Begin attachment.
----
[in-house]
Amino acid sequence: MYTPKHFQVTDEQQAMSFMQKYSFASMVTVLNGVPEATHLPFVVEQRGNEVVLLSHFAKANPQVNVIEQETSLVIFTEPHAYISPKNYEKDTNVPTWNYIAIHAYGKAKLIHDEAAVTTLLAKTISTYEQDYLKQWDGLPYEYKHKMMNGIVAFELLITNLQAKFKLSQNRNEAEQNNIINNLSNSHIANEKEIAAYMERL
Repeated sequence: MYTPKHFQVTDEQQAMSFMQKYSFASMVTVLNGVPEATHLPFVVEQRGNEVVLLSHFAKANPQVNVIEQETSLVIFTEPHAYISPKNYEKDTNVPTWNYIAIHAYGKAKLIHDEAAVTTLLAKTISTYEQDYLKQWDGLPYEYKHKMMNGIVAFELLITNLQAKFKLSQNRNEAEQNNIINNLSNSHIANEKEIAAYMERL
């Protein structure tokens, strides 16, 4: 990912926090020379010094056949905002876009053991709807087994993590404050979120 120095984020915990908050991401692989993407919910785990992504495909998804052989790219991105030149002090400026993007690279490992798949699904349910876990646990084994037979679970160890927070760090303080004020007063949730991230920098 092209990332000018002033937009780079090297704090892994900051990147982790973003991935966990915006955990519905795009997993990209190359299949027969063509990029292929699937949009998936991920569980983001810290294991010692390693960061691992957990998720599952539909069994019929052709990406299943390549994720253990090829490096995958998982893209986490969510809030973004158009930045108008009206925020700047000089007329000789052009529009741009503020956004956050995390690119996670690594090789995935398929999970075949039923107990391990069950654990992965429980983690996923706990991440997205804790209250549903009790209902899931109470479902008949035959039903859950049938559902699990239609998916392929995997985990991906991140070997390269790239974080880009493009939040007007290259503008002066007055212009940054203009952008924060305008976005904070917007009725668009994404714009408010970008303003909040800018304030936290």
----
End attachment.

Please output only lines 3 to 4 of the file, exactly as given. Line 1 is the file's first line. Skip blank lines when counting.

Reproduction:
Repeated sequence: MYTPKHFQVTDEQQAMSFMQKYSFASMVTVLNGVPEATHLPFVVEQRGNEVVLLSHFAKANPQVNVIEQETSLVIFTEPHAYISPKNYEKDTNVPTWNYIAIHAYGKAKLIHDEAAVTTLLAKTISTYEQDYLKQWDGLPYEYKHKMMNGIVAFELLITNLQAKFKLSQNRNEAEQNNIINNLSNSHIANEKEIAAYMERL
């Protein structure tokens, strides 16, 4: 990912926090020379010094056949905002876009053991709807087994993590404050979120 120095984020915990908050991401692989993407919910785990992504495909998804052989790219991105030149002090400026993007690279490992798949699904349910876990646990084994037979679970160890927070760090303080004020007063949730991230920098 092209990332000018002033937009780079090297704090892994900051990147982790973003991935966990915006955990519905795009997993990209190359299949027969063509990029292929699937949009998936991920569980983001810290294991010692390693960061691992957990998720599952539909069994019929052709990406299943390549994720253990090829490096995958998982893209986490969510809030973004158009930045108008009206925020700047000089007329000789052009529009741009503020956004956050995390690119996670690594090789995935398929999970075949039923107990391990069950654990992965429980983690996923706990991440997205804790209250549903009790209902899931109470479902008949035959039903859950049938559902699990239609998916392929995997985990991906991140070997390269790239974080880009493009939040007007290259503008002066007055212009940054203009952008924060305008976005904070917007009725668009994404714009408010970008303003909040800018304030936290």